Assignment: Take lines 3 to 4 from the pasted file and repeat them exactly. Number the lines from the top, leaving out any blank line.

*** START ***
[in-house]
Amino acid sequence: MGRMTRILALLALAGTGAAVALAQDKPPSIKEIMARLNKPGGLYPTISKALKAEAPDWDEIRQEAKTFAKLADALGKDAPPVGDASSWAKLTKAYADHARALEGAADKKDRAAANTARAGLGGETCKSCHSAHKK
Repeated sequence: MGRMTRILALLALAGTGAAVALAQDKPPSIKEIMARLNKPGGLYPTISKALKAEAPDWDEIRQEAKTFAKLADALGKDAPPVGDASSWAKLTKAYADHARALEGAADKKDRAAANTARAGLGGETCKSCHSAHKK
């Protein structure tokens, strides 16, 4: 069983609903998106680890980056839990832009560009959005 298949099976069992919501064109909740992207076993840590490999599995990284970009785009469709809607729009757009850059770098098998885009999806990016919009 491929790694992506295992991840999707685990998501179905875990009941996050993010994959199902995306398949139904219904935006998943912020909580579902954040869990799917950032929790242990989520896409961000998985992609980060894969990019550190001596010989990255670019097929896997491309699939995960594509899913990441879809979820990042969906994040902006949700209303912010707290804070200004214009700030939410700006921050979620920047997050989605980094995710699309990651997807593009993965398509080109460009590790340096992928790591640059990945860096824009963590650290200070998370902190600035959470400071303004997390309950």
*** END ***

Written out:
Repeated sequence: MGRMTRILALLALAGTGAAVALAQDKPPSIKEIMARLNKPGGLYPTISKALKAEAPDWDEIRQEAKTFAKLADALGKDAPPVGDASSWAKLTKAYADHARALEGAADKKDRAAANTARAGLGGETCKSCHSAHKK
């Protein structure tokens, strides 16, 4: 069983609903998106680890980056839990832009560009959005 298949099976069992919501064109909740992207076993840590490999599995990284970009785009469709809607729009757009850059770098098998885009999806990016919009 491929790694992506295992991840999707685990998501179905875990009941996050993010994959199902995306398949139904219904935006998943912020909580579902954040869990799917950032929790242990989520896409961000998985992609980060894969990019550190001596010989990255670019097929896997491309699939995960594509899913990441879809979820990042969906994040902006949700209303912010707290804070200004214009700030939410700006921050979620920047997050989605980094995710699309990651997807593009993965398509080109460009590790340096992928790591640059990945860096824009963590650290200070998370902190600035959470400071303004997390309950």